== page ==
We'll have to see what happens in the immediate future given our own dire budget constraints.
Huh. I spoke too soon. According to the same site, the Chicago-St. Louis run recorded a profit before depreciation.
"recorded a profit before depreciation." That still equals a net loss and a need for subsidy. Depreciation may not involve a cash loss, but it is a cost nonetheless. See how long a capital intensive business lasts if it doesn't charge off depreciation. The day will come when rail, ties, locomotives, etc., will have to be replaced and if proper depreciation accounts have not been kept, there won't be any money to pay for needed capital expenditures. Sorry to be insistent, but all the rationalization in the world can't make rail passenger service profitable - unless it brings in more revenue than it has above- and below-the rail costs.
Larry, your comment about economics (revenue greater than expenses) simply isn't true in the transportation arena. Roads most assuredly do not make a profit, with tolls, taxes and user fees covering only about 60% of costs. Other modes get similar support (or, as some call them, subsidies). If subsidies were removed from all modes, then we might have an even paying field, but this will never happen and, in fact, transportation improvements have always been one of the significant activities of government since ancient times.
You have a point, fbs, but I think so does Larry.
Too much of the calculation of how much effective subsidy is provided to rubber-tired vehicles is either driven by agenda rather than fact, or is too specific to a certain size of vehicle.
It also raises the possibility of greater public involvement in (freight) railroad infrastructure, which has to be looked at very cautiously. Sometimes free help isn't worth what you pay for it.
Even in it's heyday, long haul passenger depended a good deal on other high(er) speed freight to share costs with; a limited revival of mail-on-rail in the appropriate markets (NE, mostly) might have done a lot more to help contain costs, but I don't know if there is enough USPS infrastructure left to make it work.
fbs>"Roads most assuredly do not make a profit, with tolls, taxes and user fees covering only about 60% of costs."
I think you ought to add "dedicated" before taxes. General revenue is still taxes, last I saw, mostly.
fbsleeper: Respectfully, I disagree. Transportation is no different than any other enterprise. Yes, all modes have degrees of subsidy, although rail has far less than the modes with which it must compete. Subsidies distort the modal choice decision of shippers. In the truck-rail realm, it can cause higher consumption of fuel, greater environmental degradation and the like. You're right that "Roads most assuredly do not make a profit, with tolls, taxes and user fees covering only about 60% of costs." What is sacrosanct about 60%? Should motor carriers not pay a greater share of the cost of roads, perhaps 100% of their allocable cost? Roads are provided by the public and are used by a variety of users. Taxpayers of various kinds make up the difference. Truckers receive great economic benefit from the roads they use, particularly as they do not pay their allocable cost. Ordinary motorists, for the most part, receive no direct economic benefit from the greater mobility provided by the public highways. As I have said in other message threads, in our society, you can have as much transportation service as you're willing to pay for. You say "If subsidies were removed from all modes, then we might have an even paying field, but this will never happen and, in fact, transportation improvements have always been one of the significant activities of government since ancient times." Some of that is so, and some is not, but that doesn't change the reality that unless revenue exceeds expenses an enterprise either will vanish or it will be subsidized. And why should trucks not pay 100% of their allocable cost responsibility? The answer to that is political, not economic. I'm not debating the morality of subsidies (not being a libertarian), but I do believe those who appropriate the subsidies really ought to consider the consequences of their actions. The New Haven's last profitable year was when it carried to construction materials for the New England Thruway, a highly subsidized bit of transportation capacity. Also, it would be mathematically easy if politically difficult to set truck user fees and taxes at levels that caused them to pay more for their use of the public right-of-way and also made it more economic to divert some traffice from the highway to railroads.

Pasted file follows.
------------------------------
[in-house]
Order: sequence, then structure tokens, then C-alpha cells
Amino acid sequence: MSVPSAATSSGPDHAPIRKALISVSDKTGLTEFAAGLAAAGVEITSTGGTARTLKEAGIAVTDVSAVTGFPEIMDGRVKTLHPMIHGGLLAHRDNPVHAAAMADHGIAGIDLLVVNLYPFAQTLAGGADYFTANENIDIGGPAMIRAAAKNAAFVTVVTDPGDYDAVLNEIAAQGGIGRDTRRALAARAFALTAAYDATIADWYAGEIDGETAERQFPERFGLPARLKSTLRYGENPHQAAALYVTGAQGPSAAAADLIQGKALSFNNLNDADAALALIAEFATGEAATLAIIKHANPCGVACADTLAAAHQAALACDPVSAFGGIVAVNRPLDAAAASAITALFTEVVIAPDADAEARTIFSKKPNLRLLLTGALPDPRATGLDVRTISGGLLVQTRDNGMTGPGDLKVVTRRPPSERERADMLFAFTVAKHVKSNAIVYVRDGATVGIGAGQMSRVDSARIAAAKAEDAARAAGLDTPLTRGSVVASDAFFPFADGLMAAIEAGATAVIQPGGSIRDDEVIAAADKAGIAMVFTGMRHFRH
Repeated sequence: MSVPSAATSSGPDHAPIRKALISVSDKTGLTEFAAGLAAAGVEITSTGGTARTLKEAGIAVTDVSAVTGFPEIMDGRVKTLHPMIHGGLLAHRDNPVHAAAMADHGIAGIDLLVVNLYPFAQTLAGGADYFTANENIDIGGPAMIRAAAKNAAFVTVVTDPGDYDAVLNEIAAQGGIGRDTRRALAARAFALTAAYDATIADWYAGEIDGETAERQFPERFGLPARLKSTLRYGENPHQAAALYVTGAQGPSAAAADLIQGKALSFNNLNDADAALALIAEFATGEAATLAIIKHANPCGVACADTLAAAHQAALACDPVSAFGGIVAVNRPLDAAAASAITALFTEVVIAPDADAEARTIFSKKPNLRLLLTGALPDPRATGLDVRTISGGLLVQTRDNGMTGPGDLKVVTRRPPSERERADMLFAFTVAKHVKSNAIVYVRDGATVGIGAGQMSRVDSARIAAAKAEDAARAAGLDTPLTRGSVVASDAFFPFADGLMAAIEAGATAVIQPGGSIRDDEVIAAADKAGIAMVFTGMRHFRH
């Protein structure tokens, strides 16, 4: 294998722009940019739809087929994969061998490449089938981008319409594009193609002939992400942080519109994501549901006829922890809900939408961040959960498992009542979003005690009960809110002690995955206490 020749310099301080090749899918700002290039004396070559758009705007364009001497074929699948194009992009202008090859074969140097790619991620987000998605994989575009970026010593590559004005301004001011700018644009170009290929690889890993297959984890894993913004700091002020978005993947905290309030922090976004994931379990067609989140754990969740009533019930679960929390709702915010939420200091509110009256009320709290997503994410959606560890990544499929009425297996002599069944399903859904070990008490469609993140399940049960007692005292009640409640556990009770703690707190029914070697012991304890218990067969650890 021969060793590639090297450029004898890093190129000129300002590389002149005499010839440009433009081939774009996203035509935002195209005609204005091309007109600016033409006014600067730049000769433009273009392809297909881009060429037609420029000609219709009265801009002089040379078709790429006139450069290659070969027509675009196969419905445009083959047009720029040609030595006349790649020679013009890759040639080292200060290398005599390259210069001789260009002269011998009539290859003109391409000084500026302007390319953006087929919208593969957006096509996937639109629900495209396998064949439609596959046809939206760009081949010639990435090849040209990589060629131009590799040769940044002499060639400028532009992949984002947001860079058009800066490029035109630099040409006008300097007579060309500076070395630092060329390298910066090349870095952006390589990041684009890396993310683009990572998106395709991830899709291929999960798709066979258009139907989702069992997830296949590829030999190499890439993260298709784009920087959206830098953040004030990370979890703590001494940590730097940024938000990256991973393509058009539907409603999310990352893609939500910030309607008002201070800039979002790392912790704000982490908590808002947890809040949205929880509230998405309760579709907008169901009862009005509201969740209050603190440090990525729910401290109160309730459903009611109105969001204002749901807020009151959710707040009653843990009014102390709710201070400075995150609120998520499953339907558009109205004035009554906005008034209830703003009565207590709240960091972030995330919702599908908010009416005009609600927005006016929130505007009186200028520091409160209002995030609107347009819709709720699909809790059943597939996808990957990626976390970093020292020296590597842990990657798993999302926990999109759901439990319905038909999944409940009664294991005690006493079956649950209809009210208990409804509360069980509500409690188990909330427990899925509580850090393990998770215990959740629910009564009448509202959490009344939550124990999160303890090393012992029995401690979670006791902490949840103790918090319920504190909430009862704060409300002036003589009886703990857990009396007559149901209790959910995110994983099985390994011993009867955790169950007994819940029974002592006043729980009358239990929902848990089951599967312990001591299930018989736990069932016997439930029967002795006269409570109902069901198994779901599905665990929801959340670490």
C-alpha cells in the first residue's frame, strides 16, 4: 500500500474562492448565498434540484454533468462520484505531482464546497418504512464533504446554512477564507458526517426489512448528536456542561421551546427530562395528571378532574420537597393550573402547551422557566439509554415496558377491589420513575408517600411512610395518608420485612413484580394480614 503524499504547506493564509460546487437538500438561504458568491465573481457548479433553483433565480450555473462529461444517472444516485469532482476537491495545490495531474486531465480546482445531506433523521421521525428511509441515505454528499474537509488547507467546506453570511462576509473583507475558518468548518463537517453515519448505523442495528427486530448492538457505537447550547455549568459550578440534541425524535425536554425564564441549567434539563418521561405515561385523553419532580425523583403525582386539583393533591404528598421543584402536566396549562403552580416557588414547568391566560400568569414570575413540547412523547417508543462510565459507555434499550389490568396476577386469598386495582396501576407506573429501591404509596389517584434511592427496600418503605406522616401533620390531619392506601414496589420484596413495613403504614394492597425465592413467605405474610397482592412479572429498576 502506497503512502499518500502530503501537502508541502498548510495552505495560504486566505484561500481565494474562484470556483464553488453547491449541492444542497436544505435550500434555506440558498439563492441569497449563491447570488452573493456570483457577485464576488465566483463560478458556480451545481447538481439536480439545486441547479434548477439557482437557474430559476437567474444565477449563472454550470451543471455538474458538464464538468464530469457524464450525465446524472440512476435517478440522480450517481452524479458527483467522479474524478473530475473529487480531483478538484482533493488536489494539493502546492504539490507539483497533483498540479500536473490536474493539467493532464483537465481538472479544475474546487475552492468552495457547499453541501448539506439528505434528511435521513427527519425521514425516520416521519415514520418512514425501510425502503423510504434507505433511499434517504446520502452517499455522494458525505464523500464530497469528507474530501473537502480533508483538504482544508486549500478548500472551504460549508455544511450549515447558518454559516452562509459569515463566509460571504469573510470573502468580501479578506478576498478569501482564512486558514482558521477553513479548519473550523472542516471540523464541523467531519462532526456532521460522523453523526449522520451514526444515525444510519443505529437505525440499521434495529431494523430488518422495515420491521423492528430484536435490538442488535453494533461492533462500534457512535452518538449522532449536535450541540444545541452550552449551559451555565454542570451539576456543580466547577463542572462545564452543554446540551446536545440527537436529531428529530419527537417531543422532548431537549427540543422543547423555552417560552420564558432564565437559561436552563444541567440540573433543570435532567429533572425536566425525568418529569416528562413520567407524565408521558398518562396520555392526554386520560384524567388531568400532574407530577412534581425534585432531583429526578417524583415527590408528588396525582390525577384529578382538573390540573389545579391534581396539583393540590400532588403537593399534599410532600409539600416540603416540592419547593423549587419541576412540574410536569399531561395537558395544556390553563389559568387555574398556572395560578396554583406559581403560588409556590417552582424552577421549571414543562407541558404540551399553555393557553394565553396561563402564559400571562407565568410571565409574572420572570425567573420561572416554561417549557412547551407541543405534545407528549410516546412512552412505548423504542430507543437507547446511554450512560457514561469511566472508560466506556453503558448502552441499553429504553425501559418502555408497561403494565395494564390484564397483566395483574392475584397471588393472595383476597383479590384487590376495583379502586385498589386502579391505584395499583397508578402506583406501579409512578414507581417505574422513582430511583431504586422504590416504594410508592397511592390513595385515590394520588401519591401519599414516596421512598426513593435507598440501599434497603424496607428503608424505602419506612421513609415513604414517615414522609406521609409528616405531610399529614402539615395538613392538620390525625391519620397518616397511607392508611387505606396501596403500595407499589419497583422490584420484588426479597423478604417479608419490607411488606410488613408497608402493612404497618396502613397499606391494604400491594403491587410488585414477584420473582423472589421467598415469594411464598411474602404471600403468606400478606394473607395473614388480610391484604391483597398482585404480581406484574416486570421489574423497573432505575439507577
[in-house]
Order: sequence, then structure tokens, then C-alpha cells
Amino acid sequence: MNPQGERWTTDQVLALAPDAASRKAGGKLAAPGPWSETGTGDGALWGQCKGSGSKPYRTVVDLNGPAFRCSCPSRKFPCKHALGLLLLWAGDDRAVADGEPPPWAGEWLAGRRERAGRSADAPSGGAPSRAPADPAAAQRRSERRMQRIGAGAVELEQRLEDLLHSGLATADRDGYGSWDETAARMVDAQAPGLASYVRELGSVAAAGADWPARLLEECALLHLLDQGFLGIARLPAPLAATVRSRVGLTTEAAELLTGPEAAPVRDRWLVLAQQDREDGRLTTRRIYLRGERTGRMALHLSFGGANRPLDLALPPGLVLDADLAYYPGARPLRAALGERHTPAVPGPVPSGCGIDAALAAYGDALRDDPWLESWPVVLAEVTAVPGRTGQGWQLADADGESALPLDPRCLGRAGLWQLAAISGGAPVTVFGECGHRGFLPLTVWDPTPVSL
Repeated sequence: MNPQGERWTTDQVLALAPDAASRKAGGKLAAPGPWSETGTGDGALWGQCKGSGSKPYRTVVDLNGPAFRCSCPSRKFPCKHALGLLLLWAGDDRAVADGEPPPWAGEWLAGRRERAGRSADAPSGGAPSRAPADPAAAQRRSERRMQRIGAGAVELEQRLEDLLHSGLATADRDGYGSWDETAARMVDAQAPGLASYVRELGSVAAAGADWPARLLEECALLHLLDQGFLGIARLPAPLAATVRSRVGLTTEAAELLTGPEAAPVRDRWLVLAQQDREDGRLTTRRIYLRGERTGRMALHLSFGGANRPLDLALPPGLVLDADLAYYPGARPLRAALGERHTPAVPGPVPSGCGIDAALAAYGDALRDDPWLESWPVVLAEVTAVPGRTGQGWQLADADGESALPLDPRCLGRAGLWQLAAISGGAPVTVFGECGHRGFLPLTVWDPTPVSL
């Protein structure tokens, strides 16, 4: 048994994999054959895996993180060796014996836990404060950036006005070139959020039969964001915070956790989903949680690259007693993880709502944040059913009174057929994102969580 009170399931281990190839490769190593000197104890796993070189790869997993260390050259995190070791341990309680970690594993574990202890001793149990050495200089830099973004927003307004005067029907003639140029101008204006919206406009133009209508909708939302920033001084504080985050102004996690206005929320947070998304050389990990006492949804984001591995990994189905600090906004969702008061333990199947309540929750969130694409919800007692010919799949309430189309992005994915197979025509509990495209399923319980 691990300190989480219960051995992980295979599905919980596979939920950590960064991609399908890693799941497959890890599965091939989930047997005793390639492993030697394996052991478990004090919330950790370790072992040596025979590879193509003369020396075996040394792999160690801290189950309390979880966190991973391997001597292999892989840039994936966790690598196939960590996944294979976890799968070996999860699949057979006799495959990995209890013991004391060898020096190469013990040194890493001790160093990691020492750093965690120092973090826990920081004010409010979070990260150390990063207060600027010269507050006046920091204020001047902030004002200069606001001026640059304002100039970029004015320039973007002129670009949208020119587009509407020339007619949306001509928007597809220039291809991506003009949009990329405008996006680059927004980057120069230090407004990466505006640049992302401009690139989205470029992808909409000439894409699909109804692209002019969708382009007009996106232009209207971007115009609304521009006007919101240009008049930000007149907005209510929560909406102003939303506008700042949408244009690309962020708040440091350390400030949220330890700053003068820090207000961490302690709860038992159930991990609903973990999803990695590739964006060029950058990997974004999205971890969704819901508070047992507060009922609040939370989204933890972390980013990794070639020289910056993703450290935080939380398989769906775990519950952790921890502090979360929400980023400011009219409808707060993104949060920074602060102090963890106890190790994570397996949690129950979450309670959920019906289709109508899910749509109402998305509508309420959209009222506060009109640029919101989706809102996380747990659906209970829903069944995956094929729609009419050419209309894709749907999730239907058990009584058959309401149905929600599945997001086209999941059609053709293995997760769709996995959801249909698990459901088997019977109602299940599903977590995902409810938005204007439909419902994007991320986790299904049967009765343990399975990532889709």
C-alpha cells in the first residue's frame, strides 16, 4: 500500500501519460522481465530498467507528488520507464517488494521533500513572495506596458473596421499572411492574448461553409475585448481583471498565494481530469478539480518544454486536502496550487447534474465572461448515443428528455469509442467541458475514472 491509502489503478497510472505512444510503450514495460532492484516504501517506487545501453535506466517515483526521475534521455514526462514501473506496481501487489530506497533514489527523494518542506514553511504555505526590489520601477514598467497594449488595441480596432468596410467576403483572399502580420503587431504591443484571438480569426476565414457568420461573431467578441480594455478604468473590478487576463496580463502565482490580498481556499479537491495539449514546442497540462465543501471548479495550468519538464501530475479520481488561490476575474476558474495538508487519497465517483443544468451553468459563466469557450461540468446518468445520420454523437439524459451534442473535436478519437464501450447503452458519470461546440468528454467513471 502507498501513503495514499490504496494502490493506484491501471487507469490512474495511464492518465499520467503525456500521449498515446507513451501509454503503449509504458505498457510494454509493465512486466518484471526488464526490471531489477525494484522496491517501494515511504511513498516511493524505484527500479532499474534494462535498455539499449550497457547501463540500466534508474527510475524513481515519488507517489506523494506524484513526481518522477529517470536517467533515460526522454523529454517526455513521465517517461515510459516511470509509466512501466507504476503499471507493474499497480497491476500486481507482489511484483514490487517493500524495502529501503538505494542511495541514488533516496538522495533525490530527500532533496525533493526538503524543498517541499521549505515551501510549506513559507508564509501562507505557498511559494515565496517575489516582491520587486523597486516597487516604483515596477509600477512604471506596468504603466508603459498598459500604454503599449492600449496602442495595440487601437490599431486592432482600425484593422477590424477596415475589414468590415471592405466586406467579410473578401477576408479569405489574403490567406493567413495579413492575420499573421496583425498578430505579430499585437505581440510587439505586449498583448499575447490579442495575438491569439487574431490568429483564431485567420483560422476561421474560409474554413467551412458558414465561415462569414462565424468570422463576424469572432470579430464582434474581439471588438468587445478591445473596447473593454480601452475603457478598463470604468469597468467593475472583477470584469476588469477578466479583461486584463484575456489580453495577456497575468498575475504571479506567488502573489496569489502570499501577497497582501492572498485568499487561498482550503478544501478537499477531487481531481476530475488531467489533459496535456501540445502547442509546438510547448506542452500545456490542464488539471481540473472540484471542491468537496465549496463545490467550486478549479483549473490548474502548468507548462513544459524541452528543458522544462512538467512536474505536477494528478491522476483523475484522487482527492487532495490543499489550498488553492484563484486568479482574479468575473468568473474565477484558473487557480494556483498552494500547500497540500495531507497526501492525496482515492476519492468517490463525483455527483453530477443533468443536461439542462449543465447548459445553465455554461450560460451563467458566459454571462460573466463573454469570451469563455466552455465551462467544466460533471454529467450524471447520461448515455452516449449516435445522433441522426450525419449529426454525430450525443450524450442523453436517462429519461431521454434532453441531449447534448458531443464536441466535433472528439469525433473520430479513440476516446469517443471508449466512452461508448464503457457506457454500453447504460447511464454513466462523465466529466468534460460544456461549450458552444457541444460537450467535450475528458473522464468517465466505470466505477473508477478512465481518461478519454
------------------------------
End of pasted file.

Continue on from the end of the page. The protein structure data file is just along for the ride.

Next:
NC has it right. Wake up Florida before you build a new system down I-4 when improvements to CSX would suffice. Building a new station in Tampa instead of using the restored
Tampa Union Station goes against reason and good business logic. Florida residents, join me in helping turn this around. The sad Florida details are in the June issue of Trains Magazine .